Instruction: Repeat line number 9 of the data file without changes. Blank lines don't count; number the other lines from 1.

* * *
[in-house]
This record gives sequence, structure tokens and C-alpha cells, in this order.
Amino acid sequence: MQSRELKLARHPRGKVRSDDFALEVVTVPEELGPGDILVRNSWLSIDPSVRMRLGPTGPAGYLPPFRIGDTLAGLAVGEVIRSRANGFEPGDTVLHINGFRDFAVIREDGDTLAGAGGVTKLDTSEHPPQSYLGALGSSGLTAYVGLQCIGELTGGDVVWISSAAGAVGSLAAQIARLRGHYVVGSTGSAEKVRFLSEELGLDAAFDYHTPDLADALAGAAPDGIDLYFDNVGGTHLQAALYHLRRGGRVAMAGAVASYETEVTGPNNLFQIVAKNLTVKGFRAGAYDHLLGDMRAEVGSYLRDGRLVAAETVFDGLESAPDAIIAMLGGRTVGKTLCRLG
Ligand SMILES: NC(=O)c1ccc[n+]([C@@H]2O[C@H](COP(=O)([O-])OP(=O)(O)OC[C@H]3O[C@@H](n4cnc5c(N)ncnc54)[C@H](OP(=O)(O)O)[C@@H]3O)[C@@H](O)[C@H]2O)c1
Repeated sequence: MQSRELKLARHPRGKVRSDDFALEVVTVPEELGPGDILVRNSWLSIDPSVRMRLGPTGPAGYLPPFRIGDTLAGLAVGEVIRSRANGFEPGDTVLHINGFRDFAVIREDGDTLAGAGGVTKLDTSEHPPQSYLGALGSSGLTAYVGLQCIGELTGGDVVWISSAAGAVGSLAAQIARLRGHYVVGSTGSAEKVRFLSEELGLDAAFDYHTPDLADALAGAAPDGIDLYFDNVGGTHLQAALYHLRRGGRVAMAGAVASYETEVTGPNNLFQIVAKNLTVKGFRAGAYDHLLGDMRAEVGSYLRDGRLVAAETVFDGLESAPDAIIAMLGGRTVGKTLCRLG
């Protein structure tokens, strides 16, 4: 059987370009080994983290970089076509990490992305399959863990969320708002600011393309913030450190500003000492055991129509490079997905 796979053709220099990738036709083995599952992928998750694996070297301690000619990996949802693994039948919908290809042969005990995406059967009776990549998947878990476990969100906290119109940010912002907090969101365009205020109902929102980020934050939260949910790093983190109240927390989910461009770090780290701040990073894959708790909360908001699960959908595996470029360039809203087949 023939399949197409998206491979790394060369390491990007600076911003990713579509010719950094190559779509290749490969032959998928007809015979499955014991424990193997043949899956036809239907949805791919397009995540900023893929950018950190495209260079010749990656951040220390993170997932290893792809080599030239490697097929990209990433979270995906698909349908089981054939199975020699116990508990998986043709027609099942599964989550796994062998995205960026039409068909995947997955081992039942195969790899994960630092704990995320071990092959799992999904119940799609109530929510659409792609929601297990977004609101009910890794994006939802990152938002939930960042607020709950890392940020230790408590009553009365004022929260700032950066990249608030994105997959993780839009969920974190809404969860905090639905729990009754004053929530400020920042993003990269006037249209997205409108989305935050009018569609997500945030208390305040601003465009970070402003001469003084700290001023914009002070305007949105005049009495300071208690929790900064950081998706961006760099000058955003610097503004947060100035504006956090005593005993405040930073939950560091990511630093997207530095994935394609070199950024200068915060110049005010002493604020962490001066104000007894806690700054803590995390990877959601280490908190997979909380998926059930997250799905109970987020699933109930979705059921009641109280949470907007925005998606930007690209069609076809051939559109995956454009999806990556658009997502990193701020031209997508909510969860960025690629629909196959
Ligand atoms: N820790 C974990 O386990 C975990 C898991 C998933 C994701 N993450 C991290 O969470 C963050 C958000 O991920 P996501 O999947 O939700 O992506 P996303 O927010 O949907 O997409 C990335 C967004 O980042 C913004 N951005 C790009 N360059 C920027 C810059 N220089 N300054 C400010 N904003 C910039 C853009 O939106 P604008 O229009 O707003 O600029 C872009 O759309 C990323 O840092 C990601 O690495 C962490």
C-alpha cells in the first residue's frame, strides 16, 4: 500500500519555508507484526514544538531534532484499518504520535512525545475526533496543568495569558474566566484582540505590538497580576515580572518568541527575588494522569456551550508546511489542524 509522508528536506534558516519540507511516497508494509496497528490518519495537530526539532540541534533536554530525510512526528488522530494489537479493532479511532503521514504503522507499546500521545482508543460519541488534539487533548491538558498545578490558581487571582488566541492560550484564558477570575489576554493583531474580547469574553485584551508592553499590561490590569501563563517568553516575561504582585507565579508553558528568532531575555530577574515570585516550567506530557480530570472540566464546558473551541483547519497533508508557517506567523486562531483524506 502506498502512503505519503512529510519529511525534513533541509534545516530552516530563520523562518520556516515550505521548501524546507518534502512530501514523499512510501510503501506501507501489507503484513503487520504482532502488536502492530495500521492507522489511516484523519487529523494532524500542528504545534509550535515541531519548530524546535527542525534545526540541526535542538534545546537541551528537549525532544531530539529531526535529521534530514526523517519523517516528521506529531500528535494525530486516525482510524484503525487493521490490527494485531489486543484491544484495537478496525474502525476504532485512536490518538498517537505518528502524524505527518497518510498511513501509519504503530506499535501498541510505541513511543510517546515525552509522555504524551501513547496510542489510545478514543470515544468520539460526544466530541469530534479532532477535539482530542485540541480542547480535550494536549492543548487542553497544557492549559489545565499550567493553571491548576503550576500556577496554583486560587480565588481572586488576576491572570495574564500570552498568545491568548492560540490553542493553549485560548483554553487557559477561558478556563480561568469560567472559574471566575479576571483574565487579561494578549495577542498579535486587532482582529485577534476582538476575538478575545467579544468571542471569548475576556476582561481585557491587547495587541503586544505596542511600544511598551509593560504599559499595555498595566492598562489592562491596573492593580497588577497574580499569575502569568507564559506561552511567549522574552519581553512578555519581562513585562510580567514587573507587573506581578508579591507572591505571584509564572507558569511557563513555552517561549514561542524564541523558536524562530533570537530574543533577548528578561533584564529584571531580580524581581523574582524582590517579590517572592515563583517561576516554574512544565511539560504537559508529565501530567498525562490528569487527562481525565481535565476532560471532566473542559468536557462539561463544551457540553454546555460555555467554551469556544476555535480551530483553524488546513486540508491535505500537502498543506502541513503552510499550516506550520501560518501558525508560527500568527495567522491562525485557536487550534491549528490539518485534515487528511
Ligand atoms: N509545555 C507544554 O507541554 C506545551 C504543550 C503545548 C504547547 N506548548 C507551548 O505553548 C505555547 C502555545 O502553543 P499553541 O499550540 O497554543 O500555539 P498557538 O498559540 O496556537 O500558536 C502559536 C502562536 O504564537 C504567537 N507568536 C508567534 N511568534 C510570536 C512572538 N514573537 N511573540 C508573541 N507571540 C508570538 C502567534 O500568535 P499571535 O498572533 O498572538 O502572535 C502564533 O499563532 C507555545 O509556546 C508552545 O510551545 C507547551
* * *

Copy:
Ligand atoms: N509545555 C507544554 O507541554 C506545551 C504543550 C503545548 C504547547 N506548548 C507551548 O505553548 C505555547 C502555545 O502553543 P499553541 O499550540 O497554543 O500555539 P498557538 O498559540 O496556537 O500558536 C502559536 C502562536 O504564537 C504567537 N507568536 C508567534 N511568534 C510570536 C512572538 N514573537 N511573540 C508573541 N507571540 C508570538 C502567534 O500568535 P499571535 O498572533 O498572538 O502572535 C502564533 O499563532 C507555545 O509556546 C508552545 O510551545 C507547551